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Foreign Exchange Exposure of Indonesian Listed Firms

Nurul Anisak and Azhar Mohamad

Global Business Review, 2020, vol. 21, issue 4, 918-936

Abstract: Foreign exchange exposure or exchange rate exposure is the risk that a firm’s cash flows and earnings may be affected by exchange rate movements. For multinationals that have several subsidiaries overseas, exchange rate movements may have an adverse effect on a huge number of contractual transactions. The exchange rate movements may have an impact on future cash flows, generated by the firm’s production and marketing operations. For example, a rising Indonesian rupiah may result in Indonesian goods becoming more expensive, leading to Indonesian exporters selling less in the future, resulting in unfavourable future cash flows. Lower future cash flows mean the firm’s stock valuation may decline and investors may not be attracted to investing in the firm’s stock. In this paper, we examine the effect of exchange rate movements on Indonesian listed firms’ stock prices using a multivariate model with six bilateral exchange rates. We further add a generalized autoregressive conditional heteroskedasticity (GARCH (1,1)) model for each of 100 Indonesian listed firms’ monthly closing prices from the period of January 1994 through to November 2015, and the GARCH (1,1) results are summarized and presented in Tables 1 – 4 , 7 and 8 . We find a total of 80 per cent of our sample firms to have significant exchange rate exposure. The overall results show that most of the Indonesian listed firms under study are exposed to Japanese yen, Great Britain pound and Malaysian ringgit. We posit that this sensitivity of their stock prices may be due to the fact that most of these Indonesian firms are net importers. Interestingly, the agricultural sector comes out as the most stable sector, having the least exposure and exhibiting stable performance during the Asian financial crisis of 1997/1998. For overall exchange rate exposure across all firms, we run a pooled generalized least squares model. We find that the exchange rate exposure of the Indonesian sample firms is time-variant, or in other words, very much dependent on the subperiods (before crisis, during crisis and after crisis) under study.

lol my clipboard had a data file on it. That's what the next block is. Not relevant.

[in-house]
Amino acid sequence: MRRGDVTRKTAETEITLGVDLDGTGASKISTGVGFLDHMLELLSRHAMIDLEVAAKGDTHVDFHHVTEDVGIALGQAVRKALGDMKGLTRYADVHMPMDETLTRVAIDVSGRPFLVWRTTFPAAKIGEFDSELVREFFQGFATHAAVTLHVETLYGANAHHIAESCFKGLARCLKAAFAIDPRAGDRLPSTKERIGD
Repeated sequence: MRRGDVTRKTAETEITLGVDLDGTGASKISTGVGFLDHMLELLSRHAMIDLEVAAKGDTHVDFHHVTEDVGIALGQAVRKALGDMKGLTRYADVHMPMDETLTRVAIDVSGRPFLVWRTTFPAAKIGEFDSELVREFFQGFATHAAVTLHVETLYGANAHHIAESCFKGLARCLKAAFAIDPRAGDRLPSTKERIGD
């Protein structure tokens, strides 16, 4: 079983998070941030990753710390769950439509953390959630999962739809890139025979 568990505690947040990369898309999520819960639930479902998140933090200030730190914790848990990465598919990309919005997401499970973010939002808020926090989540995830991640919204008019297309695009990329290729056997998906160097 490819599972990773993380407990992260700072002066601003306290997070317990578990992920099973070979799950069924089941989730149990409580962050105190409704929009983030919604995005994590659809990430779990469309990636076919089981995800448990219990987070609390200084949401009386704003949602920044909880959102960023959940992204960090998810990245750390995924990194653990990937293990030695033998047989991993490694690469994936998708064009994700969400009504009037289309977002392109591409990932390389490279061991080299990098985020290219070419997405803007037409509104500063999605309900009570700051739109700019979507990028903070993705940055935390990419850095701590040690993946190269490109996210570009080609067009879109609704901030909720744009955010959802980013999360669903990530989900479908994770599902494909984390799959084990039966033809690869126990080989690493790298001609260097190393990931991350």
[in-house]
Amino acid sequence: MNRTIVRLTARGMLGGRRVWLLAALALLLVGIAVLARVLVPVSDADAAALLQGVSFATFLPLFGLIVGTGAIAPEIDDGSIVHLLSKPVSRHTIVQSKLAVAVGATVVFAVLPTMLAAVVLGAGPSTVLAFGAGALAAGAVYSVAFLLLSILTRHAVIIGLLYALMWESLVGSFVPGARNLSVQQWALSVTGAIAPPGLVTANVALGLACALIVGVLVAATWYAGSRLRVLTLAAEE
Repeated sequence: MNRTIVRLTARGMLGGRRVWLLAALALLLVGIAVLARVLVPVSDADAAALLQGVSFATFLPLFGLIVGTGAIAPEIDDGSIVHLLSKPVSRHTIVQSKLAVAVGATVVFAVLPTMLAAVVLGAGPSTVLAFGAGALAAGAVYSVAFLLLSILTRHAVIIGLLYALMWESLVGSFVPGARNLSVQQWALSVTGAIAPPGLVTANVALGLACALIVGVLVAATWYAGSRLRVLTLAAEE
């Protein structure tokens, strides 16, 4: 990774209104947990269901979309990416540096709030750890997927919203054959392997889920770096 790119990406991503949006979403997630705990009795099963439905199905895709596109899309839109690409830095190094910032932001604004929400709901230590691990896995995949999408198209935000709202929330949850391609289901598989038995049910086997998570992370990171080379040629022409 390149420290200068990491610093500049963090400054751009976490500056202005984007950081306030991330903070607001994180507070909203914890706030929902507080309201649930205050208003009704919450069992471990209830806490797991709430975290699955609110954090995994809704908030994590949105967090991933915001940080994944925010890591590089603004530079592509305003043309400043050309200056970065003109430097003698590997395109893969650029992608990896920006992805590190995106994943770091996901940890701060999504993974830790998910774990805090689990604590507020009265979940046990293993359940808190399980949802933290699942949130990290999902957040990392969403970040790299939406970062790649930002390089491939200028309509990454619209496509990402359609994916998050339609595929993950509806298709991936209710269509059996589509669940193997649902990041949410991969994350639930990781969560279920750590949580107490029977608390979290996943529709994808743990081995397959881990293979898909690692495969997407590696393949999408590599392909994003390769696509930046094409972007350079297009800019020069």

Keywords: Foreign exchange exposure; firm-specific exposure; GLS; Indonesia (search for similar items in EconPapers)
Date: 2020
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DOI: 10.1177/0972150919843371

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